The Frames' Glen Hansard has a way of ripping out the listener's heart and massaging it tenderly before returning it in better condition than he found it. In "Locusts," he contemplates the emotional wreckage around him and ultimately opts to flee -- hey, just like you're doing! "I'm moving off / I'm packing up," he sings, adding, "I'm willing to be wrong." Fortunately, in Hansard's music, glimmers of redemption and contentment pop up in the grimmest of moments: "The bells that ring in hope are swinging from the ropes / we thought we'd one day perish on." That's the spirit!
AstronautArtist: David Mead
A criminally under-appreciated singer-songwriter, David Mead is at his best when he's ruminating wistfully on places he's had to abandon or pass by altogether. Mead followed his 2004 sleeper masterpiece Indiana -- which uses the titular state as a metaphor for the space between home and where we find ourselves -- with the similarly winsome yearning of an EP called Wherever You Are. In "Astronaut," Mead laments leaving a city he loves, but adds a bit of motivation for his departure: "Then you tell me a lie and say you'll miss me when I'm gone." It's a painful roundabout admission that, while the places we leave exert a gravitational pull, they can never miss us the way we miss them.
Casimir Pulaski DayArtist: Sufjan Stevens
Here's hoping that the specifics of "Casimir Pulaski Day" don't apply to your own tearful drive: In all likelihood, you're not a young man who falls in love at Bible Study and questions his faith after watching the object of his unconsummated love die of bone cancer. If you are? Wow, sorry to hear that. But either way, it isn't necessary to fully relate to Sufjan Stevens' ornate ballad: It just sounds like sadness, what with its solemn trumpet and its cooing mourners and, well, the fact that, in the song, someone dies of bone cancer. If you're sad, "Casimir Pulaski Day" isn't going to cheer you up; let's leave it at that.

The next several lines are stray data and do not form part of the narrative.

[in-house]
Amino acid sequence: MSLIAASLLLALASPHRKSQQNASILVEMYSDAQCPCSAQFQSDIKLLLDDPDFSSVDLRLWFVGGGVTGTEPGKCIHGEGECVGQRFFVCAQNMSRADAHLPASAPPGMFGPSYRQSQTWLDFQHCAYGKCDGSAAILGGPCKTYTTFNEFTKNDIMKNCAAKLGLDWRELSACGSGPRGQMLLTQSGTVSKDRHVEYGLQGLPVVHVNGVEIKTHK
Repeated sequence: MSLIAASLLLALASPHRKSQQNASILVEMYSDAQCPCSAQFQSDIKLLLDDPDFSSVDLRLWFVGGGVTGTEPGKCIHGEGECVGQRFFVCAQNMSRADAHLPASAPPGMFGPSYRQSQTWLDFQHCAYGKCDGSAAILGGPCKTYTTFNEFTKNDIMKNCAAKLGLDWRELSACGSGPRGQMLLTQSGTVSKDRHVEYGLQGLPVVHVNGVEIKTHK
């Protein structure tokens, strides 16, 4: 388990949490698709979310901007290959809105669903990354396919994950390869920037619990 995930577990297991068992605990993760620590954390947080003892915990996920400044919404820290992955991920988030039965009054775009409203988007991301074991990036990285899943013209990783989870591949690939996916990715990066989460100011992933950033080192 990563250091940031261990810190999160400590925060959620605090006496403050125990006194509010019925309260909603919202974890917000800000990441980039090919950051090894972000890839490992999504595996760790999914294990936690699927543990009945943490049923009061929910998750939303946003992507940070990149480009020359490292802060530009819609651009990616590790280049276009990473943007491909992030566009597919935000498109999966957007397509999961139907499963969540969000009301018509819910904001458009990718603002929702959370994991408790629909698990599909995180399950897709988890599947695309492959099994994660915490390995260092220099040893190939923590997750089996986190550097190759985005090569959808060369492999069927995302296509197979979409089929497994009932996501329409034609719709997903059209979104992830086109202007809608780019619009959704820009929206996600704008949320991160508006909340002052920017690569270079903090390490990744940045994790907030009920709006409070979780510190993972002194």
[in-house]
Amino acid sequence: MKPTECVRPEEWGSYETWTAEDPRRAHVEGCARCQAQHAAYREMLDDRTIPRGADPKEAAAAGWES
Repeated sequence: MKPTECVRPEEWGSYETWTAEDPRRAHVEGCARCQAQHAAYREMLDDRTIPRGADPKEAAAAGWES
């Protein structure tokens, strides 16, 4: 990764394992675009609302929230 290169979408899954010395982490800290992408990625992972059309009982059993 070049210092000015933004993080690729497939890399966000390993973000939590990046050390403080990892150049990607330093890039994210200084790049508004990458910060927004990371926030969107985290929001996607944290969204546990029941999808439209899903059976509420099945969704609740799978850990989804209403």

Our HellArtist: Emily Haines
The five stages of grief end with acceptance, right? In "Our Hell," Metric's Emily Haines reflects on a relationship and declares, however unconvincingly, that "our hell is a good life." It's a wrenchingly hollow victory -- taking comfort in the fact that an awful existence is worth striving for -- but as you drift along some dusty highway, "Our Hell" at least helps you count your blessings. And, of course, it'll remind you of their insignificance, in the process helping you overthrow the tyranny of hope. "I tried to save you," Haines sings, "but it can't be done."
Your Ex-Lover Is DeadArtist: Stars
A bittersweet narrative unfolds in Stars' "Your Ex-Lover Is Dead," during which former lovers experience an awkward and accidental reunion before applying revisionist history to their difficult past. She's philosophical about their relationship, while he obscures his feelings beneath bogus bravado, but their ambivalence and sadness coalesce around one breathtaking line near the end: "Live through this / and you won't look back." No matter how bad it gets, at least "Your Ex-Lover Is Dead" helps you take a measure of solace in the fact that memories fade.
All He Wants for You to Do is Open the Door
Friday, August 15, 2008
It’s raining women’s voices as if they (were dead) (had died) even in (the) memory
(And) it’s (also) raining you (as well )marvellous encounters of my life O (droplets) (little drops)
(And these) (Those) rearing clouds (start neighing a world of aurical towns)(begin to neigh a whole universe of auricular cities)
Listen if (it's raining) (it rains) while regret and disdain weep to an ancient music
Listen to the (falling lines) (bonds fall off) which (bind) (hold) you above and below
by Ron Padgett
by Roger Shattuck
Guillame Apollinaire wrote this a hundred years ago. A rain of words. A rain of memories of women. Now we have Cueshe feeling the same things but saying it in obvious, pathetic lyrics. And the people croon over them. What has been sung had been said in better form a hundred years ago.
Here's ee cumming's take on the same style:
Thursday, August 14, 2008
Behind The Green Door: Franz Kafka
Last week, Franz Kafka's secret porn stash was brought to light. "Animals committing
fellatio and girl-on-girl action," said researcher James Hawes. "It's quite unpleasant."
A poem from Le Roi Jones
The only thing we know is the thing
we turn out to be, I don't care what
you think, it's true, now you think
you way out of this.